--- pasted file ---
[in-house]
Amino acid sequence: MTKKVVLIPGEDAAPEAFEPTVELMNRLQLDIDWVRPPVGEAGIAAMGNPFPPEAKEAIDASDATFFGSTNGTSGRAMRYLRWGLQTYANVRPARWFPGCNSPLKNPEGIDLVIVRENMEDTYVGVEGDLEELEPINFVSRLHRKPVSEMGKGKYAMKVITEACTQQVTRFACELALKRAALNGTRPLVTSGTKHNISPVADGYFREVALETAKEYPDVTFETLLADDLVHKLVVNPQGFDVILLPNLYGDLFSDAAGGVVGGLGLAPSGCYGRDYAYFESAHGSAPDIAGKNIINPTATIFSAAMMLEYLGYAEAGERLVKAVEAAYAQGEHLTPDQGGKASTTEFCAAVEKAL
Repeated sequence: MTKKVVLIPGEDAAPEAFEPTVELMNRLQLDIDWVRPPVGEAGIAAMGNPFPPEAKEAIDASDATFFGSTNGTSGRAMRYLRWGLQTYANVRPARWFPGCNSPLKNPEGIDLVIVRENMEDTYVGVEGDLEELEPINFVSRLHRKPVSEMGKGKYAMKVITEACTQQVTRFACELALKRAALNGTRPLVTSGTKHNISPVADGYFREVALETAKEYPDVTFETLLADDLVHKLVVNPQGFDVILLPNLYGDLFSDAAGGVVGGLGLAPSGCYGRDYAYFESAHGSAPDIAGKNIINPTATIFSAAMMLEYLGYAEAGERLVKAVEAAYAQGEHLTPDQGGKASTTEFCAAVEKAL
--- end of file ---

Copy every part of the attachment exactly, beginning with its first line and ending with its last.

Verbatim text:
[in-house]
Amino acid sequence: MTKKVVLIPGEDAAPEAFEPTVELMNRLQLDIDWVRPPVGEAGIAAMGNPFPPEAKEAIDASDATFFGSTNGTSGRAMRYLRWGLQTYANVRPARWFPGCNSPLKNPEGIDLVIVRENMEDTYVGVEGDLEELEPINFVSRLHRKPVSEMGKGKYAMKVITEACTQQVTRFACELALKRAALNGTRPLVTSGTKHNISPVADGYFREVALETAKEYPDVTFETLLADDLVHKLVVNPQGFDVILLPNLYGDLFSDAAGGVVGGLGLAPSGCYGRDYAYFESAHGSAPDIAGKNIINPTATIFSAAMMLEYLGYAEAGERLVKAVEAAYAQGEHLTPDQGGKASTTEFCAAVEKAL
Repeated sequence: MTKKVVLIPGEDAAPEAFEPTVELMNRLQLDIDWVRPPVGEAGIAAMGNPFPPEAKEAIDASDATFFGSTNGTSGRAMRYLRWGLQTYANVRPARWFPGCNSPLKNPEGIDLVIVRENMEDTYVGVEGDLEELEPINFVSRLHRKPVSEMGKGKYAMKVITEACTQQVTRFACELALKRAALNGTRPLVTSGTKHNISPVADGYFREVALETAKEYPDVTFETLLADDLVHKLVVNPQGFDVILLPNLYGDLFSDAAGGVVGGLGLAPSGCYGRDYAYFESAHGSAPDIAGKNIINPTATIFSAAMMLEYLGYAEAGERLVKAVEAAYAQGEHLTPDQGGKASTTEFCAAVEKAL